D.B. Robinson Distinguished Speaker Series 2013-2014
ICI Lecture Part 2:
Osmotic Propulsion: The Osmotic Motor
The design of nanoengines that can convert stored chemical energy into motion is a key challenge of nanotechnology, especially for engines that can operate autonomously. Recent experiments have demonstrated that it is possible to power the motion of nanoscale and microscale objects by using surface catalytic reactions – so-called catalytic nanomotors. The precise mechanism(s) responsible for this motion is(are) still debated, although a number of ideas have been put forth. Here, a very simple mechanism is discussed: osmotic propulsion.
A surface chemical reaction creates local concentration gradients of the reactant (the fuel) and product species. As these species diffuse in an attempt to re-establish equilibrium, they generate an osmotic force on the motor causing it to move. The concentration distributions are governed by the ratio of the surface reaction velocity and the diffusion velocity of the reactants. For slow reactions the reaction velocity determines the self-propulsion. When surface reaction dominates over diffusion the motor velocity cannot exceed the diffusive speed of the reactants. The theoretical predictions are compared with experiment and Brownian Dynamics simulations. The mathematical description of osmotic propulsion is analogous to that describing the swimming of microorganisms at low Reynolds numbers, leading to the alternate name chemical swimming. It is also shown that symmetry can be broken by the motor shape and, even for uniform reactivity, propulsion can be achieved – chemical sailing. Finally, the interactions of multiple motors can give rise to chemical swarming. Through osmotic propulsion a motor is able to harness the ever-present random thermal motion via a chemical reaction to achieve autonomous motion.
John F. Brady is the Chevron Professor of Chemical Engineering and Professor of Mechanical Engineering at the California Institute of Technology. He received his BS in chemical engineering from the University of Pennsylvania in 1975, which was followed by a year at Cambridge University as a Churchill Scholar. He received both an MS and PhD in chemical engineering from Stanford University, the latter in 1981. Following a postdoctoral year in Paris at ESPCI, he joined the Chemical Engineering department at MIT. Dr. Brady moved to Caltech in 1985.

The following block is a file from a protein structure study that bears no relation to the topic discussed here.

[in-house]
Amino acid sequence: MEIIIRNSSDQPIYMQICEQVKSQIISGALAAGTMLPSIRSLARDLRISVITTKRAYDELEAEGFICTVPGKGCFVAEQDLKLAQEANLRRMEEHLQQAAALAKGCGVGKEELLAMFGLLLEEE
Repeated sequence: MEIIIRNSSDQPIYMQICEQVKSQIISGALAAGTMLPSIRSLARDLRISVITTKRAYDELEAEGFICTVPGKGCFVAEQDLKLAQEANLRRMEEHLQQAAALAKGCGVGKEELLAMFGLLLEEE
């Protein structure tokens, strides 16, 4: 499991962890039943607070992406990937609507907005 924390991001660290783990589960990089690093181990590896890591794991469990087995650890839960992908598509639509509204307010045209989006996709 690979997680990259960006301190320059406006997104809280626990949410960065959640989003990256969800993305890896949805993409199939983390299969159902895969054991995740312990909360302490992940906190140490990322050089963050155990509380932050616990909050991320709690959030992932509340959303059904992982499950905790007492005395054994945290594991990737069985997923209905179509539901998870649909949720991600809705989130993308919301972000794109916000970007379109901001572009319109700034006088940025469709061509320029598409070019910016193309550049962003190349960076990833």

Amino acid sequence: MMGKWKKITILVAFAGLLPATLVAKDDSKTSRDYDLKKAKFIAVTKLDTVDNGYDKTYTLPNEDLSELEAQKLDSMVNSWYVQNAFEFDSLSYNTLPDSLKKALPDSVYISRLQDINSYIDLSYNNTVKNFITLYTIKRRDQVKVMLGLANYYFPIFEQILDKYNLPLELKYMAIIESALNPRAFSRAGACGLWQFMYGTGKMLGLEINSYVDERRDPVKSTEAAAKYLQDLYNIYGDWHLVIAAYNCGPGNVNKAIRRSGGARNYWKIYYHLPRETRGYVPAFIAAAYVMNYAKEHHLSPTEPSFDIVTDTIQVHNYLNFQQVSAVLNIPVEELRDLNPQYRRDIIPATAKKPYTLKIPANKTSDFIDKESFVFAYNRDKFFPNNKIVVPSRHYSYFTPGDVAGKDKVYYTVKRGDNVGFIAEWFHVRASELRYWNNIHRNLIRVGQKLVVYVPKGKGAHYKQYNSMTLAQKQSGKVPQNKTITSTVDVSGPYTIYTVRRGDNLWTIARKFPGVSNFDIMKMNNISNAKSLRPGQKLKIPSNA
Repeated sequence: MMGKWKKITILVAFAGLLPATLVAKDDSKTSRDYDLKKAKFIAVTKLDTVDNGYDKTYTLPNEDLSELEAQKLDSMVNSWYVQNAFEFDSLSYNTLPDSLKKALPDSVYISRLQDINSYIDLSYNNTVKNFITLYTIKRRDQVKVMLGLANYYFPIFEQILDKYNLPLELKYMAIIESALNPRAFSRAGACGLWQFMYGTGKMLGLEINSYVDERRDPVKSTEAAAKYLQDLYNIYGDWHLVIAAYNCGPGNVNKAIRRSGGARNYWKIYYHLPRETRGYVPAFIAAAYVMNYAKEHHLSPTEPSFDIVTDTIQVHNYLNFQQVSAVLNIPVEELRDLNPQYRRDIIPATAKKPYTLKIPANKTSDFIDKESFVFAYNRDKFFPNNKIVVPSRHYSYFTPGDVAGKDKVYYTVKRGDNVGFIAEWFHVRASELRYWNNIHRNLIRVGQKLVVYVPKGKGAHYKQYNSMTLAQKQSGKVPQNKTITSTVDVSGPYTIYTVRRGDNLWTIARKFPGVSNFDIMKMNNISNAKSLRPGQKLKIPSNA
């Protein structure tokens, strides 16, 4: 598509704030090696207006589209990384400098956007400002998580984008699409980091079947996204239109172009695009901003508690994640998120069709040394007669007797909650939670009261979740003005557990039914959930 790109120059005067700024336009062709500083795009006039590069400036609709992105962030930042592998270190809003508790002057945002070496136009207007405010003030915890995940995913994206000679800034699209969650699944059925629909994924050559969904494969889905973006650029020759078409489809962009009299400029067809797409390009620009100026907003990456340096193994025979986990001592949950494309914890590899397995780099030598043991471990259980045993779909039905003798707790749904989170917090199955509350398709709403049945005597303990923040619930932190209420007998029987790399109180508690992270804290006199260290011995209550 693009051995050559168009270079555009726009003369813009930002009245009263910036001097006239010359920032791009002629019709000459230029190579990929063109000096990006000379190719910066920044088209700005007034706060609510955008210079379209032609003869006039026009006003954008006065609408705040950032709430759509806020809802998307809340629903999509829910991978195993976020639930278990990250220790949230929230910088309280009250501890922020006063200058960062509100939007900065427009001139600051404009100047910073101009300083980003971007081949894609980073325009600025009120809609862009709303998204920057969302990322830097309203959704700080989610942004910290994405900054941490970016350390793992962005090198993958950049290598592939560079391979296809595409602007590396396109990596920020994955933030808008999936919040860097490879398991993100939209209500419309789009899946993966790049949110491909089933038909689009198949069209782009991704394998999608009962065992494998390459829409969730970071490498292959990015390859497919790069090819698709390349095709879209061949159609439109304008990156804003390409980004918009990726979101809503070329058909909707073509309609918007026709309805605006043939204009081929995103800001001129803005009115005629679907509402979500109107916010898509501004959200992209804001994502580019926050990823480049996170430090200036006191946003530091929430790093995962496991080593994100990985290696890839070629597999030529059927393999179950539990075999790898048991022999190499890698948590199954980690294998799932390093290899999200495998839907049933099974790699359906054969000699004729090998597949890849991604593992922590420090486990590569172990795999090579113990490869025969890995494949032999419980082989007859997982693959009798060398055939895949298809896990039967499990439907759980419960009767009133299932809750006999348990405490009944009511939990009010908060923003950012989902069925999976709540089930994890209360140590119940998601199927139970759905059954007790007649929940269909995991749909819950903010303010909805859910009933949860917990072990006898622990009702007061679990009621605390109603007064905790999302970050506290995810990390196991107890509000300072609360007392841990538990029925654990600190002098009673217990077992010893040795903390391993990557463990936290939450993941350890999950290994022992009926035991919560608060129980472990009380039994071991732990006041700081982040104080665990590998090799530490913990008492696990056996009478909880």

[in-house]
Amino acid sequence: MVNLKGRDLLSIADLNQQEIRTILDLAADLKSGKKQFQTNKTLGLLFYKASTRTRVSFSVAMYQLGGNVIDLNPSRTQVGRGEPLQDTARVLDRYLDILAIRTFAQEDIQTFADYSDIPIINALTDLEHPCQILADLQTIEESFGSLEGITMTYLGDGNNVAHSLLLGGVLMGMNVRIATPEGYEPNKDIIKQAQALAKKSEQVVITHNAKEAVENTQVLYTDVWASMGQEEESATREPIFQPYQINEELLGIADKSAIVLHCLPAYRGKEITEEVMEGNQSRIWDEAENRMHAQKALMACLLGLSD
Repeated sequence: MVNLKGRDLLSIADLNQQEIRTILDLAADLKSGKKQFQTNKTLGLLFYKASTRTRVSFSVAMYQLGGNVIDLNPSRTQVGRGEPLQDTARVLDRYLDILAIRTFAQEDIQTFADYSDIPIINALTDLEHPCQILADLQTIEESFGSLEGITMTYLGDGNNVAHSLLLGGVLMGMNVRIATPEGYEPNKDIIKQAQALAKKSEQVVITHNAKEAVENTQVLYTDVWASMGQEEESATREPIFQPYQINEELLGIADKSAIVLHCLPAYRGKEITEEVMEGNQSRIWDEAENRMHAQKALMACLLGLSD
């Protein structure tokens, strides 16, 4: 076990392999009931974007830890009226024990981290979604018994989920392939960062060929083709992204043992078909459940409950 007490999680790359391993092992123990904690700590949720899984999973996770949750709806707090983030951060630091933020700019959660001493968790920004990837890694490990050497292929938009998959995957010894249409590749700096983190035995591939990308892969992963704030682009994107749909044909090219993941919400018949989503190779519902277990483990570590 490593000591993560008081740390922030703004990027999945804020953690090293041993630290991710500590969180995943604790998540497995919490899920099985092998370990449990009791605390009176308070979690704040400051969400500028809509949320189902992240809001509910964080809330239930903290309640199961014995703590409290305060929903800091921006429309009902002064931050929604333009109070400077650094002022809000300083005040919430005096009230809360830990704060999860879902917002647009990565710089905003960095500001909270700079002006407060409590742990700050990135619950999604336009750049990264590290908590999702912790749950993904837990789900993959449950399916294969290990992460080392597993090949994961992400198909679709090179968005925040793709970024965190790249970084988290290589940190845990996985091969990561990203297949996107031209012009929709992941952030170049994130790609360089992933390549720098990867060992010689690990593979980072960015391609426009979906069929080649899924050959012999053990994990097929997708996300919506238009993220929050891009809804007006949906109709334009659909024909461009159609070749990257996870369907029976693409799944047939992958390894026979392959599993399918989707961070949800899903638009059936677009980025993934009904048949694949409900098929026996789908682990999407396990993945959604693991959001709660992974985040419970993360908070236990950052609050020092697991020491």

Dr. Brady’s research interests are in the mechanical and transport properties of two-phase materials, especially complex fluids such as biological liquids, colloid dispersions, suspensions, porous media, etc. His research combines statistical and continuum mechanics to understand how macroscopic behavior emerges from microscale physics. He is the co-inventor of the Stokesian Dynamics technique for simulating the behavior of particles dispersed in a viscous fluid under a wide range of conditions.
Dr. Brady has been recognized for his work by several awards, including a Presidential Young Investigator Award, the Professional Progress Award of the American Institute of Chemical Engineers, the Bingham Medal of the Society of Rheology and the Fluid Dynamics Prize of the American Physical Society, Division of Fluid Dynamics. Dr. Brady served as an associate editor of the Journal of Fluid Mechanics and editor of the Journal of Rheology. He is a fellow of the American Physical Society and a member of the National Academy of Engineering.